Swedish Pirate Party to host WikiLeaks servers - WikiLeaks

The Swedish Pirate Party has announced that it will host servers for WikiLeaks and provide bandwidth for the document leak website free of charge.

Deputy party leader, Anna Troberg, revealed that the plan was to get several servers up and running within days, to be housed at an undisclosed location in Sweden. WikiLeaks already has several servers in Sweden, hosted by free speech ISP and webhost PRQ, most famous for hosting the Pirate Bay torrent site, a website that also received aid from the Pirate Party earlier this year when a German court ruling took it offline.

This is not the first time that a political organisation has sided with WikiLeaks. In June the Icelandic government passed a law called the Icelandic Modern Media Initiative, which was co-authored by a number of organisations, including WikiLeaks. This allows for superior protection for journalists and whistleblowers in Icelandic, making it a transparency haven.

Actually hosting WikiLeaks, however, is an even bigger step for a political group. The move comes just before the September 19 elections in Sweden, which Troberg hopes will get her party into parliament. She said that she expects the deal with WikiLeaks will garner additional support for the Pirate Party from the public.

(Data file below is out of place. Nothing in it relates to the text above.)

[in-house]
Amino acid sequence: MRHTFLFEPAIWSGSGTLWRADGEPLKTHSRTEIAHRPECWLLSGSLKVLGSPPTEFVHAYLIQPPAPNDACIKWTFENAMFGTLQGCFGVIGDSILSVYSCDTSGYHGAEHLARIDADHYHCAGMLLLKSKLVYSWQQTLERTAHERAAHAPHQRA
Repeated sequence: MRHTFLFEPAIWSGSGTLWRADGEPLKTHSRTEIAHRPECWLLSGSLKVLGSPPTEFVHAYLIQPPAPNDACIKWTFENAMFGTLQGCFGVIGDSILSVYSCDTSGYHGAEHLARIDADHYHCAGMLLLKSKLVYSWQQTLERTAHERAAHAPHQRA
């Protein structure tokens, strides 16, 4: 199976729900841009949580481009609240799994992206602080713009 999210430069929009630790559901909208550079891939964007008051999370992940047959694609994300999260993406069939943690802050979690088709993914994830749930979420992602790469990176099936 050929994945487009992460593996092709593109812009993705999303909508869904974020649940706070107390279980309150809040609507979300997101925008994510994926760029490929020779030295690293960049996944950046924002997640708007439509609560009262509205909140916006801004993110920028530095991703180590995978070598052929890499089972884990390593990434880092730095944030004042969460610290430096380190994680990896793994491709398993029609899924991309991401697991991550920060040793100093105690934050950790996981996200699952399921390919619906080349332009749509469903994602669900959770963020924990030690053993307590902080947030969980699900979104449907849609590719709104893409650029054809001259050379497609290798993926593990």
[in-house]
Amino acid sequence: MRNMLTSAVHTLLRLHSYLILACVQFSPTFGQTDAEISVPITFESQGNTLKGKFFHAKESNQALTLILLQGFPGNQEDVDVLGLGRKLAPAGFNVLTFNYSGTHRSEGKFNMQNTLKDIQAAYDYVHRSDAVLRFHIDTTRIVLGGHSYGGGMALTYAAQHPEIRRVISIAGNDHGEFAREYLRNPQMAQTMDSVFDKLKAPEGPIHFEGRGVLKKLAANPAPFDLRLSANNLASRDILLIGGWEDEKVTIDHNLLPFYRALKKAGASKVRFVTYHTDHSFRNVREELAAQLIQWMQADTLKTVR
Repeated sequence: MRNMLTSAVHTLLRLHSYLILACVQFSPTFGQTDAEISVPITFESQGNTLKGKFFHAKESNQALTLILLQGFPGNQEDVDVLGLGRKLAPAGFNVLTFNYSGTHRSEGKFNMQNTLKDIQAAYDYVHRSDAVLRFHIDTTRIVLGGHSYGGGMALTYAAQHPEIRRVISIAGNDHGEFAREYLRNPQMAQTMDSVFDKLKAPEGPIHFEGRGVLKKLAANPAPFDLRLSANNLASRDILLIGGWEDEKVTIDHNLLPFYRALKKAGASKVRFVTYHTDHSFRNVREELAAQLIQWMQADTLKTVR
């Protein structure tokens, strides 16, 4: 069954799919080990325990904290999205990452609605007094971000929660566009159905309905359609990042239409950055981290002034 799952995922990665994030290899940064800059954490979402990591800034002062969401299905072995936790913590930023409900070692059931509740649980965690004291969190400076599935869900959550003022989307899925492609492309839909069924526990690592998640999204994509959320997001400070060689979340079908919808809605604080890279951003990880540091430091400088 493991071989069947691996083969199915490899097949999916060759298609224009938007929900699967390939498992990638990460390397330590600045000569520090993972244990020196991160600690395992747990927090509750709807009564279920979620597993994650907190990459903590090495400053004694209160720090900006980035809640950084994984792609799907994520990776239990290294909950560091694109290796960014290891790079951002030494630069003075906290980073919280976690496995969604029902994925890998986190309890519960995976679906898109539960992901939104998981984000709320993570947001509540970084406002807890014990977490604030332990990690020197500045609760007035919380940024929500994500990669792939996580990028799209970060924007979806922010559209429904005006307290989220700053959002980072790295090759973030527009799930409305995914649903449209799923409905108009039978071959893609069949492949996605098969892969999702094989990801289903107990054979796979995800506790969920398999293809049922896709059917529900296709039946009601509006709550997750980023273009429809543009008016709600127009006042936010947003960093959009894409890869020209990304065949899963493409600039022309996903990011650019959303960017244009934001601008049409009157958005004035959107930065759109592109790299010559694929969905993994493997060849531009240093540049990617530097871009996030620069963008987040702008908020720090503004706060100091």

It seems unlikely, however, that they will get into power. When combined with other small parties in Sweden they amass less than two percent of the total vote, which is half of what is required to get into parliament, let alone have any significant political sway. 

This follows trends in other countries housing a Pirate Party, including the UK, where the party only amassed 0.4 percent of the vote. However, while it may be some time before the Pirate Party worldwide gets any real support, it is often vocal about issues like free speech and piracy, which are topics that are receiving growing attention.

WikiLeaks has come under fire recently from a number of sides, including the Pentagon and several human rights organisations, over exposing the identities of US sympathisers in Afghanistan, which could put their lives at risk. While it has stated that it is not intimidated by the Pentagon and will go ahead with the publication of thousands more leaked documents, it is certain that it feels the pressure mounting and will be very welcoming of additional support by groups like the Swedish Pirate Party.